If your dessert dreams are made of peanut butter and chocolate, you'll need to try this new recipe from eat chic founder Lotta Andonian.
Setting up shop in East London, Lotta Andonian and her eat chic artisan chocolatiers have embarked on a worthy mission; to revolutionise the classic chocolate and peanut butter cup.
Already winning awards for her efforts, Andonian's sweet treat boutique offers up twists on the American tradition from organic ingredients and dark, milk or white chocolate, to a whole host of nut butters including almond, cashew and hazelnut, plus coconut, sea salt and fruit jam filling additions.
But if you fancy having a go at whipping some up yourself, here's everything you need straight from the eat chic recipe book.
Put together by Andonian herself, the recipe can be halved, doubled or even quintupled depending on the size of the crowd you're feeding (or your self control), and the peanut butter can also be substituted for other nuts and nut butters such as almond, hazelnut, or cashew.
It also makes extra peanut butter (we do love leftovers in the mixing bowl), perfect for slathering on toast and waffles, or as a dip for bananas and apples. Any extra tempered chocolate can be poured onto greaseproof paper and left to set, then used again in the future.
- 500 grams raw or dry roasted unsalted peanuts, or 500 grams of natural unsalted peanut butter (stir first to evenly distribute oils)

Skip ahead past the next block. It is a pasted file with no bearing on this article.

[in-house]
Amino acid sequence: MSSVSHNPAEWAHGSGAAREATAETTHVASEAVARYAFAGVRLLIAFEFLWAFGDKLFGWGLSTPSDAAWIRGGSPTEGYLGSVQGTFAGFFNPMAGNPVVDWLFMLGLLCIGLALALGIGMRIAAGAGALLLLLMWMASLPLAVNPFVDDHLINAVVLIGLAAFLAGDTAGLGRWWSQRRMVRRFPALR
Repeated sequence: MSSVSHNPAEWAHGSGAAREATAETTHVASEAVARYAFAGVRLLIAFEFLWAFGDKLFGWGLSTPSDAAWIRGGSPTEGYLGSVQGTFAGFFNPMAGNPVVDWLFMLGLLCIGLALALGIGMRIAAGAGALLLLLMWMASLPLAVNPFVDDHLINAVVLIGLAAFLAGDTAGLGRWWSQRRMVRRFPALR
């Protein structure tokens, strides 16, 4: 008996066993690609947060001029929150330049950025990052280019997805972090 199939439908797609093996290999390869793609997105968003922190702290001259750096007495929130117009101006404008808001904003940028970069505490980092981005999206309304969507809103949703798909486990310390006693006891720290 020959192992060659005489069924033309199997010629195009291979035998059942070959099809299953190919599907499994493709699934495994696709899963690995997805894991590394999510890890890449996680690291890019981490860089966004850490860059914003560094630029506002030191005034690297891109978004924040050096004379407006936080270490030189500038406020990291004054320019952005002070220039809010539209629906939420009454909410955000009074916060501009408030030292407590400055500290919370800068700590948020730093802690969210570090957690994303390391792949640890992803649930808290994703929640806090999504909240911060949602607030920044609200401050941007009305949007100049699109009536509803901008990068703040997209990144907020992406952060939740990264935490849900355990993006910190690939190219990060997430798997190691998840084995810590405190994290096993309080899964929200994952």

- 6 tablespoons brown sugar
- 2 teaspoons vanilla extract
- 1 teaspoon finely ground sea salt or himalayan salt
- 300 grams high-quality milk, dark or white chocolate, roughly chopped (or use chocolate callets or buttons)
- Mini muffin tin
- Mini cupcake wrappers
- Food processor
- Spatula and spoons
- Wooden spoon
- Pot and bowl to fit over
- Medium sized bowl
- Measuring cups
- Pastry bag (optional)
- Fine-mesh sieve
Makes: 24 mini chocolate peanut butter cups
Time: 45 minutes to make the peanut butter; 30-40 minutes to temper the chocolate and assemble the cups
Making the peanut butter
Tip: Skip to step five if you are using store bought peanut butter
Step one: Preheat the oven to 180C and spread the raw peanuts out on a Silpat mat or baking sheet lined with parchment. (Skip to step 3 if you are using roasted peanuts).
Step two: Roast the peanuts for 15-20 minutes, checking that they do not burn. Remove from the oven and set aside for 5 minutes to cool slightly. Rub the peanuts with a paper towel to remove as much of the skin as possible (do not worry about getting all of the skins off).
Step three: Add the peanuts to a powerful food processor fitted with an S blade, such as a Cuisinart, and start blending the peanuts in pulses, scraping down the sides of the bowl every minute or so. The bowl of the food processor should be about 2/3 full so the nuts are not flying everywhere, but also not too full so that there is still some room for them to move. The peanuts will change from coarsely chopped into dry clumps, and finally into a creamy, spreadable peanut butter. This process may take up to 20 minutes, so patience is necessary.